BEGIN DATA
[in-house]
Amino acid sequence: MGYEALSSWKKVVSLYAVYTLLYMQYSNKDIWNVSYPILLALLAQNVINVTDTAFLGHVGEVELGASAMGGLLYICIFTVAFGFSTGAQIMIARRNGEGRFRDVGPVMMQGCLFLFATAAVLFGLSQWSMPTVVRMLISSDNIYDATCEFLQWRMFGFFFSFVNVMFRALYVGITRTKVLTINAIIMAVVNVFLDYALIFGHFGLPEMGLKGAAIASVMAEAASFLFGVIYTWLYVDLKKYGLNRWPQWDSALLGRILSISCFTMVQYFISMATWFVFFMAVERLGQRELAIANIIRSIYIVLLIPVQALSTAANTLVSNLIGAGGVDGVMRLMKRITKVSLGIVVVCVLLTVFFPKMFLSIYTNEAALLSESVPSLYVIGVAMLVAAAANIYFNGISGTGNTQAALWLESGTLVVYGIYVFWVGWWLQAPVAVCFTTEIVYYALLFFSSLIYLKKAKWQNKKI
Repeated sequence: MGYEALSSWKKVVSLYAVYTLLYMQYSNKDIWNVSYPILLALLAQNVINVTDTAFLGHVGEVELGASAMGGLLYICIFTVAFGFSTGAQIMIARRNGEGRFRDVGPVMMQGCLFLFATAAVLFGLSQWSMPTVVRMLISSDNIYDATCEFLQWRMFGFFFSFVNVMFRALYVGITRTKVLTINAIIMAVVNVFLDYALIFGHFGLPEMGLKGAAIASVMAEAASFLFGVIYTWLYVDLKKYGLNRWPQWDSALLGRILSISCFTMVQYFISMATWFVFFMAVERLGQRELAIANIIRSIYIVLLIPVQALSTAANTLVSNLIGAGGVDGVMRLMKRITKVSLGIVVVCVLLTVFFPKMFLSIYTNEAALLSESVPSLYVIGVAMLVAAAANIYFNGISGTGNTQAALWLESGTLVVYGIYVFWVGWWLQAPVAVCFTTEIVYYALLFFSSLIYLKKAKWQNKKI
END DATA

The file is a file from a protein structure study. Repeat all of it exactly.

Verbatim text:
[in-house]
Amino acid sequence: MGYEALSSWKKVVSLYAVYTLLYMQYSNKDIWNVSYPILLALLAQNVINVTDTAFLGHVGEVELGASAMGGLLYICIFTVAFGFSTGAQIMIARRNGEGRFRDVGPVMMQGCLFLFATAAVLFGLSQWSMPTVVRMLISSDNIYDATCEFLQWRMFGFFFSFVNVMFRALYVGITRTKVLTINAIIMAVVNVFLDYALIFGHFGLPEMGLKGAAIASVMAEAASFLFGVIYTWLYVDLKKYGLNRWPQWDSALLGRILSISCFTMVQYFISMATWFVFFMAVERLGQRELAIANIIRSIYIVLLIPVQALSTAANTLVSNLIGAGGVDGVMRLMKRITKVSLGIVVVCVLLTVFFPKMFLSIYTNEAALLSESVPSLYVIGVAMLVAAAANIYFNGISGTGNTQAALWLESGTLVVYGIYVFWVGWWLQAPVAVCFTTEIVYYALLFFSSLIYLKKAKWQNKKI
Repeated sequence: MGYEALSSWKKVVSLYAVYTLLYMQYSNKDIWNVSYPILLALLAQNVINVTDTAFLGHVGEVELGASAMGGLLYICIFTVAFGFSTGAQIMIARRNGEGRFRDVGPVMMQGCLFLFATAAVLFGLSQWSMPTVVRMLISSDNIYDATCEFLQWRMFGFFFSFVNVMFRALYVGITRTKVLTINAIIMAVVNVFLDYALIFGHFGLPEMGLKGAAIASVMAEAASFLFGVIYTWLYVDLKKYGLNRWPQWDSALLGRILSISCFTMVQYFISMATWFVFFMAVERLGQRELAIANIIRSIYIVLLIPVQALSTAANTLVSNLIGAGGVDGVMRLMKRITKVSLGIVVVCVLLTVFFPKMFLSIYTNEAALLSESVPSLYVIGVAMLVAAAANIYFNGISGTGNTQAALWLESGTLVVYGIYVFWVGWWLQAPVAVCFTTEIVYYALLFFSSLIYLKKAKWQNKKI